Good Faith (Surprise Billing) Statement
The No Surprises Act is part of a federal Public Health Service Act which was enacted in December 2020. Based on our assessment of the law at that time, the law and subsequent requirements did not apply to the majority of our clients, predominantly in private practice settings. This law is intended to protect consumers from receiving a “surprise bill” for an out of network medical or mental health services when they sought services from an in-network treatment facility.
- This Good Faith Estimate is required of all providers, which means any health care provider providing services under their license or certification. This means all mental health providers in Colorado.
- This estimate is to be provided to self-pay or uninsured clients.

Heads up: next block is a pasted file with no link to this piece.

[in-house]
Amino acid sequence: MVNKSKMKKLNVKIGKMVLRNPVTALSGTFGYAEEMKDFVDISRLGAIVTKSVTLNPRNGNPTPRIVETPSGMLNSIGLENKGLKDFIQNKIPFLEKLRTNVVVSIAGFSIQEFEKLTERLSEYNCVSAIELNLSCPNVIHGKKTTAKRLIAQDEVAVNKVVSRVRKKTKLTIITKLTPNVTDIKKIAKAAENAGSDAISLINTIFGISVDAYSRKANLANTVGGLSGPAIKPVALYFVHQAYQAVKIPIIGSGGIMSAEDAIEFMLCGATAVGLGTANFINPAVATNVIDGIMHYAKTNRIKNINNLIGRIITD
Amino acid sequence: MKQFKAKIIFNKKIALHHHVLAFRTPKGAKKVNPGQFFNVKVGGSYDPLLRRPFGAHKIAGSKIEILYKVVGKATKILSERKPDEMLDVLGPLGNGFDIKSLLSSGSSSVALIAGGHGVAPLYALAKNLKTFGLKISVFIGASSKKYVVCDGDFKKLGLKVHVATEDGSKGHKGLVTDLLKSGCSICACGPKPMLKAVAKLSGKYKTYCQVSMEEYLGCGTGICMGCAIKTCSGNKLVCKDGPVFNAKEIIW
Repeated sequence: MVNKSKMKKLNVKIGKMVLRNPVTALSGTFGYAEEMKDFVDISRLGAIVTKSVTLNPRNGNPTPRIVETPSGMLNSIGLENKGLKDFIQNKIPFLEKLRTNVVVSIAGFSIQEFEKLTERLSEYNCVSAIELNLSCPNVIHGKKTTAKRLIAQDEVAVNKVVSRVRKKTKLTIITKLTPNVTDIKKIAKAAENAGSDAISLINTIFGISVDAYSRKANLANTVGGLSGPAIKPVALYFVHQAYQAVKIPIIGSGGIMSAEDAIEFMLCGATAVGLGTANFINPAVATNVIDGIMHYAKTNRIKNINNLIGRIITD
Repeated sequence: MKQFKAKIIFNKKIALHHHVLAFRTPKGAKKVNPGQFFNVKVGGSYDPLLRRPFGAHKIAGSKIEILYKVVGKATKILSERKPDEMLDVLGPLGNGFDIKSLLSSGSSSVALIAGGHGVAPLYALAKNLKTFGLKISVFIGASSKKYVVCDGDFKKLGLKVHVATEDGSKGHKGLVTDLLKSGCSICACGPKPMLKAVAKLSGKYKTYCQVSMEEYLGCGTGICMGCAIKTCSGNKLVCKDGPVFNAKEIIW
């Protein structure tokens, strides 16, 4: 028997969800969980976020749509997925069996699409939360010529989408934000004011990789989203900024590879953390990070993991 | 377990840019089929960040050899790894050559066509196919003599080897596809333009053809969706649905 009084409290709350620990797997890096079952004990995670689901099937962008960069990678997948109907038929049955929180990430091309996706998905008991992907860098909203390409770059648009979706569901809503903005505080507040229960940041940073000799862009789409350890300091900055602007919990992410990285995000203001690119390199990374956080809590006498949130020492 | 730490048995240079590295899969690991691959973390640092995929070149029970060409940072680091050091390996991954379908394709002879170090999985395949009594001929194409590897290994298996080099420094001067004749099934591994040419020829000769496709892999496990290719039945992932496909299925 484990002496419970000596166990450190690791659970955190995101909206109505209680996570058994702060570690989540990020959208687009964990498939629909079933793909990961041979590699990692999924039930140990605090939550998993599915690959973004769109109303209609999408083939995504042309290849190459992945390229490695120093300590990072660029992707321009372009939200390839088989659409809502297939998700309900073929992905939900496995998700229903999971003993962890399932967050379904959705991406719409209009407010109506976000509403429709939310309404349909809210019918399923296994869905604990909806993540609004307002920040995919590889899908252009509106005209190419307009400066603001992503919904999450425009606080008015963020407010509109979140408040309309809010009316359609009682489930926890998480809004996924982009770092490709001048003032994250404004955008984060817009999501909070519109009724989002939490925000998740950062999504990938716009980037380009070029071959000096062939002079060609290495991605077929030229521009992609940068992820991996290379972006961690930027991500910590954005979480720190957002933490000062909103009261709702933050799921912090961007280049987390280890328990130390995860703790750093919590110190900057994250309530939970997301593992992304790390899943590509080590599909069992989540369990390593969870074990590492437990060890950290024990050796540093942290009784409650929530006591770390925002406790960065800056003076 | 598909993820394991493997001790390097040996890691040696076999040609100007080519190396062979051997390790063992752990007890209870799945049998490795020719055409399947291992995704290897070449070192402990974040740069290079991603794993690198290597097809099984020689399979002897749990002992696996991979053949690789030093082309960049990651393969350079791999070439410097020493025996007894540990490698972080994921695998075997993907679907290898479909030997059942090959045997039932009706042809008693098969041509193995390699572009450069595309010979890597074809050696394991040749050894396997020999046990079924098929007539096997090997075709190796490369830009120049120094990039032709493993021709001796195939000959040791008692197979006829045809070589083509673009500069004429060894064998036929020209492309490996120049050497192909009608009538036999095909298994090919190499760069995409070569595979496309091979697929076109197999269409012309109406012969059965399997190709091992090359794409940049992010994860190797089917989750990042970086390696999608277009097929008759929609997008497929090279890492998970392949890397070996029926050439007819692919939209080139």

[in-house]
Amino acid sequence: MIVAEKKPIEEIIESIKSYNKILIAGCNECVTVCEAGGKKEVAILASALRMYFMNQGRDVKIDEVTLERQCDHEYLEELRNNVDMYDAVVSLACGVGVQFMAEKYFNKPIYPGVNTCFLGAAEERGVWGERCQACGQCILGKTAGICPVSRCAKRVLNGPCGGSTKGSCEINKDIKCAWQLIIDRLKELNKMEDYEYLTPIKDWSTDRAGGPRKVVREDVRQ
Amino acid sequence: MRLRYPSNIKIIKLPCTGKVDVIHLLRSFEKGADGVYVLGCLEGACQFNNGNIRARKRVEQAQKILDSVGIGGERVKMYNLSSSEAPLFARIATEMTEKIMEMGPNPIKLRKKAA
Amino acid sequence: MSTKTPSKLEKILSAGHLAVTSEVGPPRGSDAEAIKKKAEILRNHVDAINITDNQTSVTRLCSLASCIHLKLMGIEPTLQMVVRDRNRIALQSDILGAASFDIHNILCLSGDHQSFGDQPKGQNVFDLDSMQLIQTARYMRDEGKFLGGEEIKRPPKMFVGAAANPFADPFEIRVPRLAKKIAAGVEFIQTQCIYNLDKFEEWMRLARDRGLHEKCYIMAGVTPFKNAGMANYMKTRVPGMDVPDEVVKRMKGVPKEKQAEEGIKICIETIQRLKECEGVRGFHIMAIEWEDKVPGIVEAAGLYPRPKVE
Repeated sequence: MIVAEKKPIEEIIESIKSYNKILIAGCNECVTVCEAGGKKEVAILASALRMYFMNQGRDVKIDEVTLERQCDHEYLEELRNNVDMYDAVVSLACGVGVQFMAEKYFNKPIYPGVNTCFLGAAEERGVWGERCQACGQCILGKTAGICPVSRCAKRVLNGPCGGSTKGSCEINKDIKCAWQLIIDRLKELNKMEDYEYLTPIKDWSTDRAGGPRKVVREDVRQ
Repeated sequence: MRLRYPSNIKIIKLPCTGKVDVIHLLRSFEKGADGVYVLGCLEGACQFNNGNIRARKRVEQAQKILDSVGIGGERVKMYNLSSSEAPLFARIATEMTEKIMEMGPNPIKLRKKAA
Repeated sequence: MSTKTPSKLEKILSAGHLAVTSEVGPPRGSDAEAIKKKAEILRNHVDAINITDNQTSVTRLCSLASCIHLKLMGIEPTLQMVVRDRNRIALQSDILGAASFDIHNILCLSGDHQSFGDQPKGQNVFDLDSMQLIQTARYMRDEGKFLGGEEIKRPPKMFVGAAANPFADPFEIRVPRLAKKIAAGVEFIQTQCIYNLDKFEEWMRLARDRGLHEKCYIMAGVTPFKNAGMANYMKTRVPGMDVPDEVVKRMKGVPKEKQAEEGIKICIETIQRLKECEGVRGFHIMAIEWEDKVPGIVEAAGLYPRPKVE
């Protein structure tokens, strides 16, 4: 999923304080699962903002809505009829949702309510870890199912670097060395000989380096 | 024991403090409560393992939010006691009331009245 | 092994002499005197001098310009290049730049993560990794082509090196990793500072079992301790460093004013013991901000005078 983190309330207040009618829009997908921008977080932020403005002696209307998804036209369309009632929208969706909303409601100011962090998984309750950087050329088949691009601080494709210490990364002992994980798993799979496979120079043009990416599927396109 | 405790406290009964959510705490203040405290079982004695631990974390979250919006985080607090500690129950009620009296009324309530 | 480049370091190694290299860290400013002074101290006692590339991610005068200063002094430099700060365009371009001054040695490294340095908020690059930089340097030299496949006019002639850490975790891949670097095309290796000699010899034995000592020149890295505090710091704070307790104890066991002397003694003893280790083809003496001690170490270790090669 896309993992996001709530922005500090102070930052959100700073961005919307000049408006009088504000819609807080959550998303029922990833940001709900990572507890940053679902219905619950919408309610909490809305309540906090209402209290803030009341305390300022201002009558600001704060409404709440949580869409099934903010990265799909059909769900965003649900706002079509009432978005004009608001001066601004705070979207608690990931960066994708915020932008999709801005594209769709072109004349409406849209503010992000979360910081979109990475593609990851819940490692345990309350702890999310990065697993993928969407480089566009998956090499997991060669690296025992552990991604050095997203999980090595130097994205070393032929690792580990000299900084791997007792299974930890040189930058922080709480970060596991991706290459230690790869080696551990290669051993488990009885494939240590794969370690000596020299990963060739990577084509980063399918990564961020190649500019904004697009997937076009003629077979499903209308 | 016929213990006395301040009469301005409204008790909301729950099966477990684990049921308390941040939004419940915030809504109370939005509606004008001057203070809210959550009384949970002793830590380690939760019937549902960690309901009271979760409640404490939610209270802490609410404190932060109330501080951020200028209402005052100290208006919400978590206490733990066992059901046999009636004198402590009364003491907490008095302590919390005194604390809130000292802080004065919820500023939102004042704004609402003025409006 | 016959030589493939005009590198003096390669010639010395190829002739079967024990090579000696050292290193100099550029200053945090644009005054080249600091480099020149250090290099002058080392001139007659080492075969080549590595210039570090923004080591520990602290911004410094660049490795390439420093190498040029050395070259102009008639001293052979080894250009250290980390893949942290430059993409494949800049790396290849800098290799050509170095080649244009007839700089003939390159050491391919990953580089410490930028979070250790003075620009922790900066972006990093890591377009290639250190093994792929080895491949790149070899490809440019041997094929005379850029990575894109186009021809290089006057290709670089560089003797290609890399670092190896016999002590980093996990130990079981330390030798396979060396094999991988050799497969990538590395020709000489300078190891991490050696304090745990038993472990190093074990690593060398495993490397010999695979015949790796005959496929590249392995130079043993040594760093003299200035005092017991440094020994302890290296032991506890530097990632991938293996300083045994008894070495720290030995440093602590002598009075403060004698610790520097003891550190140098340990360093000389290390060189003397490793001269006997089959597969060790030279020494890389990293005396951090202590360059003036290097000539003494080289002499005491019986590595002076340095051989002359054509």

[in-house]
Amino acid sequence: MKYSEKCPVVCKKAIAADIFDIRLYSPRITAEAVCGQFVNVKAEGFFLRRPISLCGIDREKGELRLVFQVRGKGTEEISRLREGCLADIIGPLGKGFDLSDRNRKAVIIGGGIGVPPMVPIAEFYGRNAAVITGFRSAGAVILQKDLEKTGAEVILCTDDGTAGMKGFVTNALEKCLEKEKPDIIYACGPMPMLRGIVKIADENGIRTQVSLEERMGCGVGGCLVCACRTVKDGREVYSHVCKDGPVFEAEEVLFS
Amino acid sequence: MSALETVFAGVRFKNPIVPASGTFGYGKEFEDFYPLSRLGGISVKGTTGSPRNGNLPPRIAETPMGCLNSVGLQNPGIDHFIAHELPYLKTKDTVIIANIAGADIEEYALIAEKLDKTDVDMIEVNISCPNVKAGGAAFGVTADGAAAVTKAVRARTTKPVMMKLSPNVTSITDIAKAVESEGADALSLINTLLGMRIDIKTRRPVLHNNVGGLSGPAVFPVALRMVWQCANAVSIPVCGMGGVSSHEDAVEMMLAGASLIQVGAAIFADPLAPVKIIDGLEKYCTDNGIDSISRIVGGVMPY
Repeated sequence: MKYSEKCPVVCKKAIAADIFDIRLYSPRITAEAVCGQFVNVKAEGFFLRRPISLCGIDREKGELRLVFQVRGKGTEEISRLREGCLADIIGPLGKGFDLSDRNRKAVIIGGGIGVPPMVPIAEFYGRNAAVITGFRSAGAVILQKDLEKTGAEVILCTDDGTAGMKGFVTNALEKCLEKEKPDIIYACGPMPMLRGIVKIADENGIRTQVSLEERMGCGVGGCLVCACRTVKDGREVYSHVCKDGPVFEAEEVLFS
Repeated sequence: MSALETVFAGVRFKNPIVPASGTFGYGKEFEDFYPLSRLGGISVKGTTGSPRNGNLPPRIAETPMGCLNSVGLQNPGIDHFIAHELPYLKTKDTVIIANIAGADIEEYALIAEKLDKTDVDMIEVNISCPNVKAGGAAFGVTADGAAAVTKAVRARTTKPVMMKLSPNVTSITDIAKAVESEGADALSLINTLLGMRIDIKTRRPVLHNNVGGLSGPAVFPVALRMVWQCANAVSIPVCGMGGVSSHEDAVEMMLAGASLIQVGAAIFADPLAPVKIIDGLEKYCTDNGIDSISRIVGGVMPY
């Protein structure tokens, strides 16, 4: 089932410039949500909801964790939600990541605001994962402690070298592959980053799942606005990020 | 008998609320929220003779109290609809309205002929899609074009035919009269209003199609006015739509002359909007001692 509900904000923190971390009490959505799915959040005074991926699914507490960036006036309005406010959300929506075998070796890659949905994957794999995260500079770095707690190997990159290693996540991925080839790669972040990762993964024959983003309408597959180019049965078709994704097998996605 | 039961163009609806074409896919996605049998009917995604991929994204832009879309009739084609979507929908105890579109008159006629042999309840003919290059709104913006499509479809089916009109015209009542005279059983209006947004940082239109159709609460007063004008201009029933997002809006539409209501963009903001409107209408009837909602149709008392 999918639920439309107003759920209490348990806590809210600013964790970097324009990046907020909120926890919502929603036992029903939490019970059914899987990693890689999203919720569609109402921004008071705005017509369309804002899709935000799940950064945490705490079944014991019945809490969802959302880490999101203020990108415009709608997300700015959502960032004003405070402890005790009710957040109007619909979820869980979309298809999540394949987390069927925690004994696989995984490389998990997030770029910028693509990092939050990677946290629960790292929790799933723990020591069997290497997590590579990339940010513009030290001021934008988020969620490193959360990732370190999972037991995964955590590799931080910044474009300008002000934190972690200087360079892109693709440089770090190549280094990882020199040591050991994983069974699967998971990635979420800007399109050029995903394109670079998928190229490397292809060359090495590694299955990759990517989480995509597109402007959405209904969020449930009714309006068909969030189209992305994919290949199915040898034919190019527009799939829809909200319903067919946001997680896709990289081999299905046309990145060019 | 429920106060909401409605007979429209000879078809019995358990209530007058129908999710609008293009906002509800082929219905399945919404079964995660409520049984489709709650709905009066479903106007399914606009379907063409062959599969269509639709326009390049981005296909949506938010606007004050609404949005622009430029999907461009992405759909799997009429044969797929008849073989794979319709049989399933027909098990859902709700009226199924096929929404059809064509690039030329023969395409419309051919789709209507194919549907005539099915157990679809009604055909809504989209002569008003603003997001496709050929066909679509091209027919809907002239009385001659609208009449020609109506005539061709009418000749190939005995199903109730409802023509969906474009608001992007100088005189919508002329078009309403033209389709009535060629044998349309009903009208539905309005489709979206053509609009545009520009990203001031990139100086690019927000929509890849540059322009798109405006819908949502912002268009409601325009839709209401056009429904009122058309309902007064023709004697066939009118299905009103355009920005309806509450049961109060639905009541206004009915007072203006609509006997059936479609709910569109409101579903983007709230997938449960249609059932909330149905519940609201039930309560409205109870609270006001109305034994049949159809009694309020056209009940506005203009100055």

- This estimate is to be provided when scheduling or upon client request, which means they need to know that they have the right to request this information.
- This is a non-binding estimate, provided, as the name implies, in good faith.
- This estimate should include client name and date of birth; description of primary services; list of reasonably expected services; diagnostic codes and service codes and all associated fees with those codes; your NPI or Tax id, a disclaimer outlining that there may be additional services rendered; a disclaimer that this is a good faith estimate; and a disclaimer outlining how to dispute charges if warranted.
- Clients have the right to dispute any charges that are $400.00 or more over the charges outlined in the good faith estimate.
- Our estimates are our best advised estimate, but of course estimates may change depending upon the course of therapy and the changing needs for treatment.